I see gay guys at dinner but not at the pool.
A really obese Mexican guy and his stunning wife or girlfriend do hang out at the pool. She is gorgeous but I don't peg her as a sex worker because she is so effortless about it. I had never seen an obese lady by the pool but I've seen some on the golf carts and at dinner. Today, however, an obese black lady in a long dress made her way to a beach chair, but chose to sit in an out of the way area, staying in her long dress.
I saw a couple holding hands on the beach, him about 60, her about 30. Ew. Not at pool.
I think of Foucault's picture of the disciplinary society.
I am uncomfortable here. Ha ha. Like I'm comfortable anywhere. But I find it difficult to simply settle into letting the legions of kind people wait on me. This place costs a small fortune. I have no idea how the kind people get paid but I can tell you that the same waiters and hostesses who smile at you at night are also there first thing in the morning.
I've been reading one of Philip Kerr's Bernie Gunther novels, which I highly recommend. The Nazis. The Communists. The French Nazis. The CIA. That is probably the order of worst to even worse. Quite the history lesson.
In North America we labor under the mythology (Chomsky's "framework for thinkable thought") that everyone gets a fair chance. Besides pretty much ignoring the history of First Nations people and the slave trade, not to mention the legions of poor immigrants who upon leaving grinding poverty/starvation/war often found/find grinding labor and poverty/poor social and labor conditions.
Still, we've exported the idiotic myth and the general population of the world hopes to have yellow brick roads in the form of big houses, stainless steel appliances, boobs and cars. I teach within the post-secondary system where somehow, even though most jobs exist in service and retail at close to minimum wage, we tell our students they will have a chance on the job market. I'm not saying some don't find rewarding jobs, some do, but wouldn't it be better to focus on less magical thinking?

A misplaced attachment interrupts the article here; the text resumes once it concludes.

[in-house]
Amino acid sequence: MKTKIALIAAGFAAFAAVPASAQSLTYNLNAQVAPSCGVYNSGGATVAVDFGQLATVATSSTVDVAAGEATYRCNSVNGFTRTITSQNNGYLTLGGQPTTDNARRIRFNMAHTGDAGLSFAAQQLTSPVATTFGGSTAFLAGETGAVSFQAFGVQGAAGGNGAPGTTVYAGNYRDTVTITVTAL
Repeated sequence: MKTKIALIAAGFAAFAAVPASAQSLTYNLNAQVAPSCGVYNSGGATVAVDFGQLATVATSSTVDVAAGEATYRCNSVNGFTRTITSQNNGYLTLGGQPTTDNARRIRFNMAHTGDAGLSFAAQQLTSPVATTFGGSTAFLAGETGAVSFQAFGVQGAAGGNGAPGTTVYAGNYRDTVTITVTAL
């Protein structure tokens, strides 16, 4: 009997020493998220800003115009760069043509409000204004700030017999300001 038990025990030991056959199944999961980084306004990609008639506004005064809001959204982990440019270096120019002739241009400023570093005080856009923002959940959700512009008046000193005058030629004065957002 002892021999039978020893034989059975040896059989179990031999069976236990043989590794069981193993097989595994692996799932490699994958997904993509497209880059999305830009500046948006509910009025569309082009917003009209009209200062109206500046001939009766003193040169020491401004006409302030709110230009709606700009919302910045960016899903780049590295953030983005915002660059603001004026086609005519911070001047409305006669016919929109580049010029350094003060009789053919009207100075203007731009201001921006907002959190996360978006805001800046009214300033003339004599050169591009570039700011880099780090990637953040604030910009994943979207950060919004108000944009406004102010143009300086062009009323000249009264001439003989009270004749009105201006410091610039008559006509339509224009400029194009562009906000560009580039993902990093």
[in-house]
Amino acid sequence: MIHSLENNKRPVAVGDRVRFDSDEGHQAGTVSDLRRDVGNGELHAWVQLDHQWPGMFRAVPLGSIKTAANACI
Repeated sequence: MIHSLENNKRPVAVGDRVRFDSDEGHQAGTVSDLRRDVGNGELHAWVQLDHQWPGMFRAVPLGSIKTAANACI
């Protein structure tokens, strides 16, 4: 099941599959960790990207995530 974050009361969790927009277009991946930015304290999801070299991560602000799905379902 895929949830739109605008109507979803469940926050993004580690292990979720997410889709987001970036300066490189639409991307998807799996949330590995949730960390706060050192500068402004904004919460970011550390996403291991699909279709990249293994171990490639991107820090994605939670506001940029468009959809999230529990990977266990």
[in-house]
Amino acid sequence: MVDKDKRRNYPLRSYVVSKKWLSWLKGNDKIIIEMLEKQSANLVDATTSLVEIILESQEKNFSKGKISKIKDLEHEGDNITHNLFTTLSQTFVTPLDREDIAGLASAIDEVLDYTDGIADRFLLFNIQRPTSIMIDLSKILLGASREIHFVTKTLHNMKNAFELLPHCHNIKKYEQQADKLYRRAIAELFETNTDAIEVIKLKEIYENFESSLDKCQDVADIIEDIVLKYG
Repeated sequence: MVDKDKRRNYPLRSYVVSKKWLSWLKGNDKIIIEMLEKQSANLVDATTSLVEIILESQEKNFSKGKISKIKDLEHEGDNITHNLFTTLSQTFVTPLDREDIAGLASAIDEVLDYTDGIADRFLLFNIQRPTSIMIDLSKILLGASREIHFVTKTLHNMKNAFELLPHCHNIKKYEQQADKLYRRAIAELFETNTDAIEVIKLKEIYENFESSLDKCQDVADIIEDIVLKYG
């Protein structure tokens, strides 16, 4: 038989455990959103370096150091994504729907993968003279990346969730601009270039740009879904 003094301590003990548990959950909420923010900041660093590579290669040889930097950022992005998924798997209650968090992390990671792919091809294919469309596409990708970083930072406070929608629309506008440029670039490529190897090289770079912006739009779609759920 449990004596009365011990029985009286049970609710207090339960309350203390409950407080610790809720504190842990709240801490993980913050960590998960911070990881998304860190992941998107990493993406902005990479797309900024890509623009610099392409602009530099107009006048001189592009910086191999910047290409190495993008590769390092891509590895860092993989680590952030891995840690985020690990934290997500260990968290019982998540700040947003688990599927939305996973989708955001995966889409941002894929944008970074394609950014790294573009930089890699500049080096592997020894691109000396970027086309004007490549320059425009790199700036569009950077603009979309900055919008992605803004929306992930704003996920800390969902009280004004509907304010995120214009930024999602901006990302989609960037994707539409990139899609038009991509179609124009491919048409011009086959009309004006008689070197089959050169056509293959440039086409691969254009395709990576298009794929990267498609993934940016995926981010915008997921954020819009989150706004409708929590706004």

The reason people (especially people who believe they are entitled) don't like to "commit sociology" is because it's fucking sad and it forces us to look at our relationship to power and by power I do not mean some abstract concept, I mean violence and domination.
Marx made some good observations about the balance of power, Stalin used Marx insofar as the ideas were useful to his holding onto power. The German people were fucked after the first world war. Gangsters eventually ruled, allegiances shifted, Jews were a handy scapegoat. It is sickening to imagine how the people of Germany could let what happened happen.
It is even more sickening that in our culture we do not ever, NOT EVER, have to imagine what happens to the many invisible people who are affected by our industrialized way of life. NEVER. In my opinion, what we are is worse than Nazis. Most people in Western culture have no idea about the way--often violent and exploitative--our objects arrive on our store-steps. More people die from poverty every year than were killed by the Nazis. But what I would argue is worse, is that the deaths are invisible.
I did not think my way to this realization. As Chomsky observes, our culture does not allow for thinking such thoughts (Rule No. 1: downers not allowed).
I felt my way.
Facing my pain, labelled as illness and mental illness, over DECADES has led me to be able to understand that my pain is for the deep, worse-than-Nazi shit we have created.
I believe, more than men, that women are in touch with their sensitivity and compassion. But through the willfulness required to be literally on our toes, always sexually attractive and, most of all, not taking up too much space with our bodies, we lose touch with our sensitive spirit or suppress and deny it. I thought and often still fight beliefs that I am crazy and ugly and ungainly. I am undeniably always awkward. I can write and profess and present better than I can show up day to day.
The culture of sexualizing women is directly related to the culture of domination and crushing of spirit and heart.
What would be nice would be if human beings let go of the magical thinking/masculine-energy idea of power-over and give in to their natural ability to feel empathy and thus look after each other. But that would require vulnerability.
And, as my friend Susan Belford, who is a therapist, says, in this culture "our behaviours and personality come from a place of needing to protect ourselves from awareness of vulnerability and, so, we're so busy acting against vulnerability, it's just not something we can even see."
And, so, we live on a beautiful planet, separated from our true natures, willing to let it all be destroyed for "fun," a few baubles, and a dream of security.
Is it nice to come on a trip to a beautiful resort in Mexico and have delicious food and be waited on? Yes and no. Lucidity is definitely an impairment.